10 Ways to Reduce Your Insurance Premiums

Insurance claim form


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Commercial insurance premiums can be a significant expense for a small business owner. If you can reduce this cost, you will have more money to invest in your business. Here are 10 steps you can take to help lower your insurance premiums. These tasks should be performed every year well before your policies renew. 

Update Your Insurance File

The first step is to review your insurance file. The file should contain copies of all your insurance policies so they are readily available when you need them. You should also keep copies of claim forms. You'll need a separate claim form for each type of policy. Be sure to maintain a duplicate insurance file at an off-site location, such as a safe deposit box at your bank. This will ensure that you have access to your policies and claim forms if your original file is destroyed by a fire or other peril.

Review Your Auto and Equipment Schedules 

Review the schedule of covered vehicles or machinery on your commercial auto, property, or equipment policy. Does your business still own all of the vehicles or equipment listed? Has your company purchased any items that aren't listed in the policy? Ask your agent or broker, or your insurer to make any changes that are necessary.

You should also review the list of vehicles that are insured for comprehensive or collision under your auto policy. Auto physical damage losses are valued based on the actual cash value of the damaged vehicle. Most autos decline in value as they age. Consequently, it is generally not cost-effective to insure older vehicles for physical damage.

Review Your List of Employees

Most businesses experience some turnover in employees. Thus, you should review the list of vehicle drivers you have provided to your auto insurer. Are the drivers on the list current employees? Your insurer may be charging a high rate for a problem driver you no longer employ. Moreover, a coverage you purchased for a specific employee, such as Drive Other Car Coverage, may not be needed if that worker has left your company and has not been replaced.

Look for Unneeded or Overlapping Coverages

Businesses change over time. Your policies may cover risks that no longer exist. An example is a building you sold several months ago that is still scheduled for your property policy. Some coverages may overlap or duplicate each other. You don't need to insure hired autos and non-owned autos under your general liability policy if those vehicles are covered by your commercial auto policy. Ask your agent for assistance if you need help identifying overlapping or duplicate coverages.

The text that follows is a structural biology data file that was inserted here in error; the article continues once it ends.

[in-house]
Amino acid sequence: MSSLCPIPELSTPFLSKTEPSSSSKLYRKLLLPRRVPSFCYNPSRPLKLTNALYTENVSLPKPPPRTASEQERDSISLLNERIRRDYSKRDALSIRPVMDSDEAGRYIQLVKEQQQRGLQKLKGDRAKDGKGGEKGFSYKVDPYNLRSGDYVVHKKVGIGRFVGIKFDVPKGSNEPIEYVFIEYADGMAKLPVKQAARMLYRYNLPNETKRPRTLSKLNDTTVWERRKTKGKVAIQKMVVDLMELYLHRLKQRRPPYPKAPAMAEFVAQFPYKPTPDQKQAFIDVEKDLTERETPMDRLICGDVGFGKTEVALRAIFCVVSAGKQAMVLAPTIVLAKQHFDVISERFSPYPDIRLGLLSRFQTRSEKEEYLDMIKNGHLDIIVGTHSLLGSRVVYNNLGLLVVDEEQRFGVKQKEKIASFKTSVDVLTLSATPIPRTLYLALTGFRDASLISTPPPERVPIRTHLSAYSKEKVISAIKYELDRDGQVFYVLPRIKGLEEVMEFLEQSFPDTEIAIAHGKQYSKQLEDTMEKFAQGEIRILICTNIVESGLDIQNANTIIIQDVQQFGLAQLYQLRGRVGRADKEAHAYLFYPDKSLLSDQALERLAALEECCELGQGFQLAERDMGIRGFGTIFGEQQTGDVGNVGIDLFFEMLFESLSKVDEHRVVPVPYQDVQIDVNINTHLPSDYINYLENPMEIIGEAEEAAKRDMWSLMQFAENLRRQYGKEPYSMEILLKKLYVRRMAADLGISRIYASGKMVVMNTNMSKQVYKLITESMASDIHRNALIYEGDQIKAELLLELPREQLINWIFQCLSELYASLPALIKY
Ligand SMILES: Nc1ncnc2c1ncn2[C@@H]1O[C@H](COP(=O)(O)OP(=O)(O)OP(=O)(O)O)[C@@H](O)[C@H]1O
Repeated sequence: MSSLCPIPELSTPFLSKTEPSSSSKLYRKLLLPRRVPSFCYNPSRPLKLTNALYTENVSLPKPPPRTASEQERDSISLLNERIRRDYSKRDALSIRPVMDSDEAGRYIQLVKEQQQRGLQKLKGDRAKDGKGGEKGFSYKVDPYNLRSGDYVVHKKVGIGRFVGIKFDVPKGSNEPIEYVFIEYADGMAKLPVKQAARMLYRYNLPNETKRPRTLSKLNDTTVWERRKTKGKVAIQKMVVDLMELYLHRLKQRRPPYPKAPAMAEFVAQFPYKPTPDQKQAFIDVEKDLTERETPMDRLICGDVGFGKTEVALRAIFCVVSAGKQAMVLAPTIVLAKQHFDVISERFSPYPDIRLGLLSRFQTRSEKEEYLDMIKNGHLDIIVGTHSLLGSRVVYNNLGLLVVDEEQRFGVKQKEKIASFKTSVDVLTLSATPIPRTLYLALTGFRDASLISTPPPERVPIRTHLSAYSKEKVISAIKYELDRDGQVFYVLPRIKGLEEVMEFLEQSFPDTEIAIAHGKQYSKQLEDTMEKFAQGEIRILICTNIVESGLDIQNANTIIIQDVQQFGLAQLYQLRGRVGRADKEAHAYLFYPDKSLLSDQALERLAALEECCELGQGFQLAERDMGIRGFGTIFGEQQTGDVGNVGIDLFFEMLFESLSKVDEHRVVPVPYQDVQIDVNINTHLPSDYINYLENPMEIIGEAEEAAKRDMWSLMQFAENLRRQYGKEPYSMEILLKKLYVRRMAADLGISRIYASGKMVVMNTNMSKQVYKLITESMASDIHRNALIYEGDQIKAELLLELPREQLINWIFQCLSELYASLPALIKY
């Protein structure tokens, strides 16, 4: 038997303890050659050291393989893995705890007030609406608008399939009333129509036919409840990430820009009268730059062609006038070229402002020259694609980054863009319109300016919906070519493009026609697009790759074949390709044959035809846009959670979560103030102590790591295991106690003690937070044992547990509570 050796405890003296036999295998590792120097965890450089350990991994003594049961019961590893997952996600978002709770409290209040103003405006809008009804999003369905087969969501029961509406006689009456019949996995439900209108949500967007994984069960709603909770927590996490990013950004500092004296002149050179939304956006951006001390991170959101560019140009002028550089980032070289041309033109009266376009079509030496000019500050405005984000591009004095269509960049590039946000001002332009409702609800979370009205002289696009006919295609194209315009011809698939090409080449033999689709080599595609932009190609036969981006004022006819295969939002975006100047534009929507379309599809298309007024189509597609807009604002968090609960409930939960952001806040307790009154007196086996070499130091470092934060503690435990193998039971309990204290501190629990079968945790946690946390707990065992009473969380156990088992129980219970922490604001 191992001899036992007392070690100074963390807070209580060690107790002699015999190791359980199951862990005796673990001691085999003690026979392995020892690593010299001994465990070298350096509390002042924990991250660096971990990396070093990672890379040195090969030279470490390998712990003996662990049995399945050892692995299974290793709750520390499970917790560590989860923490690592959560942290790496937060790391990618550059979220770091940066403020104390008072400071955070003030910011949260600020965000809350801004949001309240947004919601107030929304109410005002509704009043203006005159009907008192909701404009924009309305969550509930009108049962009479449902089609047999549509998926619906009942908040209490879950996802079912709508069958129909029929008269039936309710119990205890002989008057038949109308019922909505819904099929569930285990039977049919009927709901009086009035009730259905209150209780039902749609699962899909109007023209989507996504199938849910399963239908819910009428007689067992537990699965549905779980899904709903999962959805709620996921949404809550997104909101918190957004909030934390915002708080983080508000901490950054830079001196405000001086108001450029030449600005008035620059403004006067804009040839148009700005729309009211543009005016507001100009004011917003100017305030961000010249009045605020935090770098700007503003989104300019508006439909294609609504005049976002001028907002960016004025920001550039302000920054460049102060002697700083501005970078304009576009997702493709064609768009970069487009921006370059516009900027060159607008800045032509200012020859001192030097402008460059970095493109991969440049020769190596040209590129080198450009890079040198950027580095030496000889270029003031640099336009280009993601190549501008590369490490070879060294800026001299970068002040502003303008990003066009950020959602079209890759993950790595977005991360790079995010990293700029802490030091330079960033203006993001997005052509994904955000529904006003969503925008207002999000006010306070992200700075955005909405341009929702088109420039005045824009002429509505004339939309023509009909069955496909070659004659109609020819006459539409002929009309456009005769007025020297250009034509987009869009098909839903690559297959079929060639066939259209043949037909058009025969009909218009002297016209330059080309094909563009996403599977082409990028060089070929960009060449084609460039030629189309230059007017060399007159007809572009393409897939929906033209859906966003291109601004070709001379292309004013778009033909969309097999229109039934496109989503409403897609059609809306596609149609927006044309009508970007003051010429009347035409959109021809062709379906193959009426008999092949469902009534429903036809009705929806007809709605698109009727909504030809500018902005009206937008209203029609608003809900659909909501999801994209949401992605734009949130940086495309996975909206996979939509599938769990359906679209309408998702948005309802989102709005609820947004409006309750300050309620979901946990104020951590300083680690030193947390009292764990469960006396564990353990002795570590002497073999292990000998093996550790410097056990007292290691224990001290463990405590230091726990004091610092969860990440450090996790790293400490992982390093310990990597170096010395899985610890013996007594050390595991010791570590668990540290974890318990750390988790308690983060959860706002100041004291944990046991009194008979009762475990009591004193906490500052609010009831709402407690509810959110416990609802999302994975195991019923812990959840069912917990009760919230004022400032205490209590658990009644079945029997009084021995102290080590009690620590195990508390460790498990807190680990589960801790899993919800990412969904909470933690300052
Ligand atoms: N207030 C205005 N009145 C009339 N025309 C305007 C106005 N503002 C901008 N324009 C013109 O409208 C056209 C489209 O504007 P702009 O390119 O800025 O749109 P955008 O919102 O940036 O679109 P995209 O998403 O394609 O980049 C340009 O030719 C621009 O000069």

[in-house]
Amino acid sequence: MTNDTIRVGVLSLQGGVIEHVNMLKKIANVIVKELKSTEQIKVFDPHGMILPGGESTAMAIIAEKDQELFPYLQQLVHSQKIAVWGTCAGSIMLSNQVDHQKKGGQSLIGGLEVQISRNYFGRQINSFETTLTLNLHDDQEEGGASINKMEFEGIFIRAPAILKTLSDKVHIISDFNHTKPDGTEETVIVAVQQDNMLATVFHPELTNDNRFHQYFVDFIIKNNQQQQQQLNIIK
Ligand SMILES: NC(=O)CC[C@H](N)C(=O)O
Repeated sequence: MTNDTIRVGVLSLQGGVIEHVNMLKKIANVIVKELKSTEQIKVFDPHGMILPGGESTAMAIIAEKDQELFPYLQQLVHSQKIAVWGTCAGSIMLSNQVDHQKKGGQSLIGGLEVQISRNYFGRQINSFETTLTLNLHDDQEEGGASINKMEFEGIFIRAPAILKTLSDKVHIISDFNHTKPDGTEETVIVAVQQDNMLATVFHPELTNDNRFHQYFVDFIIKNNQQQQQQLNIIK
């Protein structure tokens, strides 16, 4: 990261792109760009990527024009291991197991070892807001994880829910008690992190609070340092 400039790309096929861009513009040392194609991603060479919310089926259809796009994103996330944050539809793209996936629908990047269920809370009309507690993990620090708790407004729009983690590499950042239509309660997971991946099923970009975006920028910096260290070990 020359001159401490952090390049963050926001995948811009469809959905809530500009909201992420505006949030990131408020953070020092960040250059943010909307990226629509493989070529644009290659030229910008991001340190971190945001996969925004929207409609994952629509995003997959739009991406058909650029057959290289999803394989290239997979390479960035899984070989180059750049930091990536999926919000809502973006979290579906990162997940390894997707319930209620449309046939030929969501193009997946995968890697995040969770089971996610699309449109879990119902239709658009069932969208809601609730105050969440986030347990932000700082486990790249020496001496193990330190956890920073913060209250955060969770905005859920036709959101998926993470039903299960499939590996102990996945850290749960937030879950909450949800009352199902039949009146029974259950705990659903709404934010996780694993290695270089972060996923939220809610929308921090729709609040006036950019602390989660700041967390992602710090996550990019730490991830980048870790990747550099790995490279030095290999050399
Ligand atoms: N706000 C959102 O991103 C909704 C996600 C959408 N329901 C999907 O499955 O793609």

Adopt and Maintain a Consistent Safety Plan

A safety plan can help you eliminate hazards that can lead to accidents, injuries, and lawsuits. However, a safety plan will be effective only if it is enforced consistently. Review your plan annually and evaluate its results. A good safety program can help you reduce losses and lower your workers' compensation and general liability premiums. If you need help establishing a safety plan, consult your insurer. Many insurers offer risk control services to their policyholders.

Classify Your Workers Correctly

The rates charged for workers compensation coverage may vary widely from one classification to another. Thus, it is important to ensure your workers are classified correctly. Otherwise, you may pay more than you should for insurance. If your sales workers are misclassified as production workers, your premium may be unnecessarily high.

Ask About Premium Reduction Strategies

Ask your agent or broker for suggestions on how to obtain lower rates and premiums. He or she may offer options for reducing the cost of your insurance. Your agent may suggest increasing your deductibles, switching insurers or utilizing self-insurance.

Be Active in Trade or Professional Organizations

Some trade or professional organizations offer insurance coverage to members through an affiliation with an insurance company. This coverage may be cheaper than insurance you purchase on your own. Even if the organization doesn't offer insurance, its members may share tips on how to obtain appropriate insurance at a good price.

Adopt Health Specific Changes at Your Work Place

Health and workers' compensation premiums will be lower if your workforce is healthy. Set a good example for your workers. If you smoke, quit. Adopt a no smoking policy at your company. Encourage your workers to exercise by organizing lunchtime walks or yoga classes. Consider a partial reimbursement of a health club membership as an employee benefit.

Train Your Workers

Workers need the training to ensure they perform their jobs properly. Well-trained workers are less likely to sustain on-the-job injuries or injure someone else. Your insurer may reward you for performing certain types of training by reducing your premium. For example, you may earn a discount on your commercial auto premium in exchange for a defensive driving program you provide to your employee drivers. Ask your insurer what types of training will reduce your insurance costs.